Nov 11, 2011
Zarberg - See all 39 of my articles
It’s election day today. I voted, as I almost always do. [Editor’s note: Zarberg wrote this article on Tuesday.] This year my home town actually had mayor, 4 school board, and 5 town council slots up for grabs, as well as a referendum on a .25% sales tax – that’s 1/4 of a penny on every dollar. I voted for the tax increase. Groceries, gas, and a few other “necessary” items are exempt, so it shouldn’t really effect lower class people. In addition, the extra money will go to preventing layoffs in the public school system. Don’t get me wrong, I’m not for raising taxes, but I do see them as something that’s necessary in a country where a lot of necessities are missing. In addition, it’s a county tax so it’s not like most of you will ever have to pay it (and if you do, stop by and say hi – I live on the northwest corner of Chapel Hill.) Regardless, I’ve heard statistics from the area that about 20% of registered voters actually voted today. Kind of depressing considering the polarization in politics – makes me think a lot of that polarization is media driven simply for the purpose of boosting revenue.
Anyway, being that it’s November and Thanksgiving is coming up, I started thinking about the holiday season and the infamous Black Friday. Your average shopper that day will go to a mall, spend hundreds – perhaps thousands – of dollars at a store that will give almost nothing back to the local economy and send its profits overseas. Those shoppers will head home after shopping and burning gas and essentially they’ll just have given a lot of money to a large, monolithic, corporatocracy. I got thinking about what people could do that day to not be part of the cattle drive but still be in the holiday spirit and/or get shopping done.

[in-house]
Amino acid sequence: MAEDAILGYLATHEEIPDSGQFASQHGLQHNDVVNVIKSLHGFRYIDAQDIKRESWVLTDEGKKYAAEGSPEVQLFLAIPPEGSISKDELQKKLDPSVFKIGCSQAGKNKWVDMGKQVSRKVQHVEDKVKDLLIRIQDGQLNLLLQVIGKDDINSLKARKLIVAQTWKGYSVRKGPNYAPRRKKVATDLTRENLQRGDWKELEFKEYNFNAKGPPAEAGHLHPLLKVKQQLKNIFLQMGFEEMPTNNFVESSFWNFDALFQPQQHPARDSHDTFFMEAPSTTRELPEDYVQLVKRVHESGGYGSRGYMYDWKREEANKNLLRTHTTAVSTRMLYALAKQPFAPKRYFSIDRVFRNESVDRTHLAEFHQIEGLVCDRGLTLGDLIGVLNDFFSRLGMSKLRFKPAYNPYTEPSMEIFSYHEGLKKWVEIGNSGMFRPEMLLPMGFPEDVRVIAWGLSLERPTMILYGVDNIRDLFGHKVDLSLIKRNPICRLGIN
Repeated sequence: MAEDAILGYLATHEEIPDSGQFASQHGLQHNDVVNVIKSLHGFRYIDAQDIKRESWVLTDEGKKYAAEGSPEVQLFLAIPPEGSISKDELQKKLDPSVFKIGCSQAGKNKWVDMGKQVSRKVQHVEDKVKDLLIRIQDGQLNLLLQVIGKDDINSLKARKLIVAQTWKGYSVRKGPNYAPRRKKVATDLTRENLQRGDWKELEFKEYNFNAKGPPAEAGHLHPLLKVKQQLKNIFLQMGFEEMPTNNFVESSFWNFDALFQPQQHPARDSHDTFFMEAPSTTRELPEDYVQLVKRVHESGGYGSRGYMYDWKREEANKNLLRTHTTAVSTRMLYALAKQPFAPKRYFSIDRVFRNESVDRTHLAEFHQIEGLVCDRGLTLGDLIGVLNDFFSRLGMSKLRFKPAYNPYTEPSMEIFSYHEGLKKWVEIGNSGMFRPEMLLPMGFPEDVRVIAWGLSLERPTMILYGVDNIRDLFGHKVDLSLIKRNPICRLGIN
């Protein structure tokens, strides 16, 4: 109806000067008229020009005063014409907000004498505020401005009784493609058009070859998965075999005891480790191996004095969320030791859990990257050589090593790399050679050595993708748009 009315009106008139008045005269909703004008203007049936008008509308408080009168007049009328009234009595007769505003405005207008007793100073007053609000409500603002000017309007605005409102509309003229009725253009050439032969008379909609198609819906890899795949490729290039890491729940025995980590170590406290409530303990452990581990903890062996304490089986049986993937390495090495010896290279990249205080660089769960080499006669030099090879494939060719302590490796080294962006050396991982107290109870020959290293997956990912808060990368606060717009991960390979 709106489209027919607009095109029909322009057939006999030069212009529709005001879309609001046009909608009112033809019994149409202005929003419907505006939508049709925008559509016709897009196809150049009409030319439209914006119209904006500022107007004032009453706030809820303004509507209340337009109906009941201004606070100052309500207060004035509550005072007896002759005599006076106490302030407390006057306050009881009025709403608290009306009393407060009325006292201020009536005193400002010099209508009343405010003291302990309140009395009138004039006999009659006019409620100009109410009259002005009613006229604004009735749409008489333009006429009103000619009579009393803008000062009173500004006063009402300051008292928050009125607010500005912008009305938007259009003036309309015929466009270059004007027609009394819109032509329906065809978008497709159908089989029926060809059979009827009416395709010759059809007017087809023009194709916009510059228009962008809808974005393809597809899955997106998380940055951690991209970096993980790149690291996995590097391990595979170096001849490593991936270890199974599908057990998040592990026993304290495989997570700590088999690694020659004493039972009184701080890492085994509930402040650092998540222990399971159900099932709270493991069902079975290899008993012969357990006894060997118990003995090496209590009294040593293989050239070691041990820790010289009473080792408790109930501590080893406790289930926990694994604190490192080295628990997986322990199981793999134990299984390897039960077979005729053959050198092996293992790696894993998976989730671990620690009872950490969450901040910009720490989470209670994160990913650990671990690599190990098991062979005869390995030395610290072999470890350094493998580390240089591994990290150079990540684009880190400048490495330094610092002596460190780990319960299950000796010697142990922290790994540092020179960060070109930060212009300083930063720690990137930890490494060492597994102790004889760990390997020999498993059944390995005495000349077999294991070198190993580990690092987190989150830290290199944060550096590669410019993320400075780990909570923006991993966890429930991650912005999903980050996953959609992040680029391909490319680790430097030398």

First and foremost, if at all possible, shop local. Take a few hours on the web and find out what non-chain stores are near you. Do NOT use shoplocal.com – that’s simply a listing of what massive corporate stores are near you. http://sustainableconnections.org/thinklocal/why is a good starting point. Gift certificates to local restaurants and venues make a great gift and give a lot more back to your community than something from Walmart or Target – same with gift certificates for local entertainment like mini-golf, ski centers, bowling alleys, and the like. Want to really stick it to big oil? Stay home that day. Have leftovers, watch football, and shop online. Sweatfree.org is a great site for fair trade shopping. Remember, Walmart reduces employee healthcare simply to satisfy stockholders (generally the 1%) and their officers – we’re talking about a company that reported a 3.5 BILLION dollar profit in 2010, and they claim health care costs are squeezing them.
The whole point of “boycotting” is to show the companies that ship their profits and jobs offshore that we’re not going to spend our money on them any more. These are the same companies that are spending billions a year in lobbying to get government to give them more tax breaks and look the other way when they announce layoffs. These companies were built on the backs of Americans, using our roads, sewers, electricity, and now they’re putting their profit above all else. While you pure capitalist folks might be ok with that, I’m not, I call it greed by any other name.
Me? I plan to buy some bottled water, some hand warmers and drive them down to my local “Occupy” to give to the folks there. I work 40+ hours a week to support both myself and my spouse who has health issues, otherwise I’d be right there protesting with them. After that I’m coming home to eat some leftover turkey and watch some football.Share this article via email Zarberg is a member of The Political Observers, a sub-group of our writers who are devoted to topics that are political in nature. Zarberg provides a liberal viewpoint in his articles. Like this site? Subscribe via RSS, Subscribe via Email, or Follow us on Twitter or Facebook. The permanent URL for this article is: